Clinical manifestations

M. tuberculosis infection develops in lymph nodes, bones, joints, as tuberculous epididymitis, or orchiepididymitis, and the overlying skin is affected through contiguity by the mycobacteria. The coexistence of pulmonary TB is seen in most cases of scrofuloderma.7–9,11,16,17

The initial lesion is a subcutaneous nodule – single or multiple – initially firm, which progressively increases in size. After several weeks, it softens, ruptures, resulting in fistulas and ulceration, with the elimination of necrotic or necro-purulent material. They are known as cold abscesses. The cervical, axillary, supraclavicular, and inguinal lymph node chains are most frequently involved in this form of tuberculosis (Figs. 2A and 2B)

Figure 2.

(A), Scrofuloderma – nodules/gummas and ulcerations on the cervical and right mastoid regions associated with lymph node tuberculosis. (B), Scrofuloderma – infiltrated and ulcerated lesions on the right clavicular region. (C), Scrofuloderma – caseation necrosis surrounded by granulomatous inflammation with a palisade of macrophages and Langhans-type multinucleated giant cells, (Hematoxylin & eosin, ×40).


The epidermis is atrophic or ulcerated, depending on the biopsied lesion. The dermis and subcutaneous tissue show caseous necrosis, surrounded by macrophage granulomas, Langhans-type multinucleated giant cells and a small number of lymphocytes. AFB are scarce. In most cases, M. tuberculosis is difficult to demonstrate by special stains (Fig. 2C).


Clinical findings are complemented by laboratory tests: PPD (strong reactor), culture in specific media, histopathology, IGRA, PCR for BK.

Differential diagnosis

The following should be considered: paracoccidioidomycosis, actinomycosis, sporotrichosis, syphilitic gumma, NTM, hidradenitis suppurativa.

Tuberculosis orificalis

Tuberculosis orificalis (TO), also known as acute tuberculous ulcer and ulcerative cutaneous and mucosal tuberculosis, results from self-inoculation of M. tuberculosis in the mucosa and periorificial skin in individuals with low immunity and tuberculosis in internal organs – lungs, urogenital, gastrointestinal, in addition to other activity foci. This rare form of TB has a higher incidence in the elderly, who usually have an immunological deficiency and non-reactive PPD.7–9,11,16–18,35,36

Considering the multiple differential diagnoses that genital ulcers raise with other diseases that manifest with this type of lesion - viral, bacterial, fungal infections, pre-cancerous, neoplastic lesions, and other causes - it is essential to carefully investigate for an accurate diagnosis.37 Genital tuberculosis occurs more frequently in old, postmenopausal women, almost always related to an active or reactivated tuberculous focus, with a predominance of lesions in the fallopian tubes, in the endometrium, and rarely in the vulvovaginal region. However, the development of a painful ulcer of tuberculous etiology on the left labia majora in a 14-year-old virgin female is an exceptional report in the literature.37 The record is a warning to include TO among the proposed diagnoses, even when it appears in adolescents who have not yet started sexual activity.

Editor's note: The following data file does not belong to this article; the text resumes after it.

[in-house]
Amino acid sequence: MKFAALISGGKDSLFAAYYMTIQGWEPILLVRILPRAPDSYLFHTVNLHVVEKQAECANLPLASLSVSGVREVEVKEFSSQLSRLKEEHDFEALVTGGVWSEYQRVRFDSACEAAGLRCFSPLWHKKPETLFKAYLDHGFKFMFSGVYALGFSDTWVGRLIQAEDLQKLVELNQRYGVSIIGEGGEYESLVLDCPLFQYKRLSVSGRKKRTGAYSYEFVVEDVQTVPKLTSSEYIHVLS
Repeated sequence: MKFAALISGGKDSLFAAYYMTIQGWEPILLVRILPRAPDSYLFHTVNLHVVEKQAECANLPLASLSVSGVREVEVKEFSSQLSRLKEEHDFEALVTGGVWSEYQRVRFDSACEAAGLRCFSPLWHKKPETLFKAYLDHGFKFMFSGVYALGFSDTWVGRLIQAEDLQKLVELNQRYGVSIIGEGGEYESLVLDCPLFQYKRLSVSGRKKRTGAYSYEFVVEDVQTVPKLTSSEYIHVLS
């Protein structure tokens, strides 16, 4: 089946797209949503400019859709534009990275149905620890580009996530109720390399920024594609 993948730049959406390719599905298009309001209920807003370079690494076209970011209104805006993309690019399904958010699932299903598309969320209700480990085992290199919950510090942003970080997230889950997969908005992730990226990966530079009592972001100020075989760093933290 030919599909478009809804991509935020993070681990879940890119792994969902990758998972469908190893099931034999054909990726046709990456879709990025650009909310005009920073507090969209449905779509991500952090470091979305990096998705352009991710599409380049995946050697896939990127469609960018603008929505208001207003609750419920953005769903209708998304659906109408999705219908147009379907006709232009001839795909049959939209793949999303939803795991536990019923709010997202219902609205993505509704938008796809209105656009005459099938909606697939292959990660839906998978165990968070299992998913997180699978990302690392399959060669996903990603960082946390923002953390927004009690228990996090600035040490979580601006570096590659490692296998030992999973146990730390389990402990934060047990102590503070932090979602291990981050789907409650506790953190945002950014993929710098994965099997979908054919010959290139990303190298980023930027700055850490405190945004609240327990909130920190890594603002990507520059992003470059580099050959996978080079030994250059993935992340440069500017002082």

Clinical manifestations

The sites most often affected by mycobacterioses are the oral cavity, external genitalia, Fallopian tubes, endometrium, anal/perianal regions (Fig. 3A).

Figure 3.

(A), Tuberculosis orificialis (tuberculosis cutis orificialis) – Ulcerovegetating lesion affecting the labia majora and minora. (B), TB orificialis – ulcerated epidermis and massive dermal granulomatous inflammatory infiltrate, (Hematoxylin & eosin, ×40). (C), TB orificialis – granuloma associated with caseation necrosis, (Hematoxylin & eosin, ×200). Pictures by: Dr. Maraya Bittencourt.


Oral cavity lesions can extend contiguously to the pharynx and larynx in the form of very painful ulcerations. The disease starts as a yellowish erythematous papule or nodule, progressing to painful ulceration with irregular edges, infiltrated base, with no tendency to scarring, causing marked oropharyngeal dysphagia.


Ulceration of the lining epithelium and dermis and granulomas with caseation necrosis — there are numerous AFB, demonstrated by special stains (Figs. 3B and 3C).


Clinical aspect of the lesions, complementary exams, investigation of TB in other organs, especially in the lungs.

Differential diagnosis

Consider recurrent aphthous stomatitis, syphilis, and other sexually transmitted infections with a clinical ulcerative characteristic, deep mycoses, and malignant neoplasms, especially squamous cell carcinoma.35

Lupus vulgaris

Lupus vulgaris (LV) is a type of endogenous, chronic cutaneous tuberculosis, caused by contiguity or self-inoculation (some cases) and by hematogenous or lymphatic spread, in individuals with high or moderate immunity to M. tuberculosis, who are tuberculin-positive, with paucibacillary disease, which has a higher prevalence in females than in males, affecting any age group. The infection occurs from a tuberculosis focus of pulmonary, osteoarticular, lymph node origin, or from other organs. It can exceptionally develop after BCG vaccination.11–13,16,18,36

Clinical manifestations

LV is manifested by the presence of an erythematous-brownish papule or nodule with a smooth or keratotic surface, a gelatinous consistency that, on diascopy, looks like “apple jelly”.